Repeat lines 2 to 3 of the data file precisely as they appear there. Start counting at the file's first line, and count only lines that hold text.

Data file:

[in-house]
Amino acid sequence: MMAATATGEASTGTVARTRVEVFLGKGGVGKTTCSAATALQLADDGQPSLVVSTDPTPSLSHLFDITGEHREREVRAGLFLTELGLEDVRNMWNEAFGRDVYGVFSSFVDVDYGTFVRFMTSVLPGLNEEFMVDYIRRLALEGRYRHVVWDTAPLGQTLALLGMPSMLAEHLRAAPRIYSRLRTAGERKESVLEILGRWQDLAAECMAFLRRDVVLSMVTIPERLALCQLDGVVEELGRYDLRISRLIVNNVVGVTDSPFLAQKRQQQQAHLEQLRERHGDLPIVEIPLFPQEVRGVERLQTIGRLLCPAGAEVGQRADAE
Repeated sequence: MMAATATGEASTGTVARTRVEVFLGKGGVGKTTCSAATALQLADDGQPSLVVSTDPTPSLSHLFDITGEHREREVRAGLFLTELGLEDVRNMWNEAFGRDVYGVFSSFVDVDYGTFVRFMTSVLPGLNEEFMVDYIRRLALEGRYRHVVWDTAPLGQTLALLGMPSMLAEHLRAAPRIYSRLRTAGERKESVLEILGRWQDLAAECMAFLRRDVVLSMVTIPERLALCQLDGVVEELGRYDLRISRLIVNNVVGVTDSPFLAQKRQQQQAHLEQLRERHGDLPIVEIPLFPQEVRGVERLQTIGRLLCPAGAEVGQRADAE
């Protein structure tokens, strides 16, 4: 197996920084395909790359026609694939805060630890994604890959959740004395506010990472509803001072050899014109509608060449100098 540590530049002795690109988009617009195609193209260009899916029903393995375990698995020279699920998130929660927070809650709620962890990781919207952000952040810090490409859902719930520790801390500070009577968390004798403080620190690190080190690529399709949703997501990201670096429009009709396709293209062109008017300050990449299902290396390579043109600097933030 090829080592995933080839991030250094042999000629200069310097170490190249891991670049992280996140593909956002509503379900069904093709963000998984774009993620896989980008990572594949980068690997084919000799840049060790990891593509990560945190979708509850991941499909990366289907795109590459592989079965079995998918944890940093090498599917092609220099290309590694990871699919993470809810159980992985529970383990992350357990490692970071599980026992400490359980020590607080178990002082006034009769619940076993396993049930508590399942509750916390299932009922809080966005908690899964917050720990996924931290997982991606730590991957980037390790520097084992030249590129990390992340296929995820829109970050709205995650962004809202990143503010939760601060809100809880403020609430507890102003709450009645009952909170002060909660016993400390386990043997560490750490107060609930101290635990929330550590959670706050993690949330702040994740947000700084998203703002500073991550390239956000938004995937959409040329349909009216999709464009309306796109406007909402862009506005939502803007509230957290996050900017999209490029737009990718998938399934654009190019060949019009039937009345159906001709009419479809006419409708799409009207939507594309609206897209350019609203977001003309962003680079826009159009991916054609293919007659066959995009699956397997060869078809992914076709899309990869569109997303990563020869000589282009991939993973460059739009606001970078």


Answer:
Amino acid sequence: MMAATATGEASTGTVARTRVEVFLGKGGVGKTTCSAATALQLADDGQPSLVVSTDPTPSLSHLFDITGEHREREVRAGLFLTELGLEDVRNMWNEAFGRDVYGVFSSFVDVDYGTFVRFMTSVLPGLNEEFMVDYIRRLALEGRYRHVVWDTAPLGQTLALLGMPSMLAEHLRAAPRIYSRLRTAGERKESVLEILGRWQDLAAECMAFLRRDVVLSMVTIPERLALCQLDGVVEELGRYDLRISRLIVNNVVGVTDSPFLAQKRQQQQAHLEQLRERHGDLPIVEIPLFPQEVRGVERLQTIGRLLCPAGAEVGQRADAE
Repeated sequence: MMAATATGEASTGTVARTRVEVFLGKGGVGKTTCSAATALQLADDGQPSLVVSTDPTPSLSHLFDITGEHREREVRAGLFLTELGLEDVRNMWNEAFGRDVYGVFSSFVDVDYGTFVRFMTSVLPGLNEEFMVDYIRRLALEGRYRHVVWDTAPLGQTLALLGMPSMLAEHLRAAPRIYSRLRTAGERKESVLEILGRWQDLAAECMAFLRRDVVLSMVTIPERLALCQLDGVVEELGRYDLRISRLIVNNVVGVTDSPFLAQKRQQQQAHLEQLRERHGDLPIVEIPLFPQEVRGVERLQTIGRLLCPAGAEVGQRADAE